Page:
Shopping cart is empty.

Birchbark Blog

Thank You, Pilgrims

Louise Erdrich - Sunday, November 22, 2009
Thank you, Pilgrims!

No, not buckle pilgrims -- book pilgrims.

 Our little bookstore would never survive without the Pilgrims who come to visit us from every part of the world.  Thank you for coming to visit us.  Thank you for drinking coffee at the Kenwood Cafe.  Thank you for sitting in the reading chairs and for telling us how and why you came to Birchbark Books.  Thank you for sharing the green stuff that lubricates the wheels of civilization.  Over the summer and fall, we've have visitors from Italy, Canada, China, Germany, England, Nigeria, Ireland, Turkey, Sweden, Japan, Romania, Mississippi, North Dakota, and Maple Grove, Minnesota, from the nations of Leech Lake, Red Lake, White Earth, Turtle Mountain, Pine Ridge, Rosebud, and ICELAND ( !), to name just a few locales where literati decide that when visiting Minneapolis they will find Birchbark Books.

It is always such a pleasure to find out how and why people arrive at the blue Birchbark door (blue to resist evil spirits).  Often they have been dragged in by a relative, it is true.  But that relative has a love of books and little bookstores, and passes this on.  Many times the next generation is imbued with the spirit of the place.  We have children who have grown up reading such books as A Coyote Solstice Tale, by Thomas King, pictures by Gary Clement.  The perfect book to read in the Birchbark Loft.  This is a wonderful coyote sweet and funny book, a gentle anti-Christmas craziiness story that resonated with me and will, I think, with every mother and father whose children's visions of sugar plums require them to visit a crowded mall.  It made me want to drink hot chocolate and curl up with a good book.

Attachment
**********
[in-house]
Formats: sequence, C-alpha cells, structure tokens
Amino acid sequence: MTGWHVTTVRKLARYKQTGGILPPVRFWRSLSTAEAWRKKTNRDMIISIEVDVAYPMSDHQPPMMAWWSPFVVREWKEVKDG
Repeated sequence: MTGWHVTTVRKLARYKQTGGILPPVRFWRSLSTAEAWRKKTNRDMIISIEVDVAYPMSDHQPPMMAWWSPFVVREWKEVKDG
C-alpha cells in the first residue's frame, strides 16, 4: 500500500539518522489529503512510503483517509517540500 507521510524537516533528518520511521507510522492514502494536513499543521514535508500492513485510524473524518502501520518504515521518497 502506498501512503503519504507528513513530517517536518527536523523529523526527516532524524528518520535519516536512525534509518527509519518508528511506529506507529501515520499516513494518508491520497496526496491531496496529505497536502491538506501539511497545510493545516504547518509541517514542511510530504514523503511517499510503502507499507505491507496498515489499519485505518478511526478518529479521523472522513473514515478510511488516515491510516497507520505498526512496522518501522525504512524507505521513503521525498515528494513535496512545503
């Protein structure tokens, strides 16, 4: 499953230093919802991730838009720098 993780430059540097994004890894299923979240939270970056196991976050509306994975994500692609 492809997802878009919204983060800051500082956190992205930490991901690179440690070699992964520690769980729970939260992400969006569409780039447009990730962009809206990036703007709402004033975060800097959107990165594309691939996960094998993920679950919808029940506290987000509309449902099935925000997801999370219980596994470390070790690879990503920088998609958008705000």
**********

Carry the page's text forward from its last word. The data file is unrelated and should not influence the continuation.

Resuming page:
I plan on curling up (again) with Our Knowledge Is Not Primitive, Decolonizing Botanical Anishinaabe Teachings, by Wendy Makoons Geniusz.   This book is several things at once: a primer on truth, an innovative Anishinabe-English language text, a grand discussion of what has been already written about Anishinabe use of plants, and a delightful act of love.   Decolonized knowledge of the world allows a person access to the entire range of human experience of nature -- from use to song to dream to dance.  This work is eye-opening and joyous .  And it is one of my favorite books of the year.   
Johanna Garcia commented on 28-Nov-2009 07:00 PM
Dear Louise,
I haven't seen you in almost 9 years. I know because that's how old our youngest children are. I wanted you to know that my students are once again (it's irreplaceable, as far as I am concerned) reading Birchbark House and loving it. I am so grateful as a teacher (I teach lower grades now) to have this book to accompany my students in their leap into literacy. Thank you, thank you, thank you. Greet Persia for me,
Johanna Garcia
Marta commented on 27-Dec-2009 03:44 PM
You've also had a visitor from Poland. Even though I live n Berlin, I come from Poland. Hope you enjoyed the book I have left for you in the bookstore. Smiles!
Janet commented on 29-Dec-2009 11:22 AM
And then there are the customers who live in a not so sexy locale, someplace like Minneapolis.
Anonymous commented on 05-Jan-2010 02:49 PM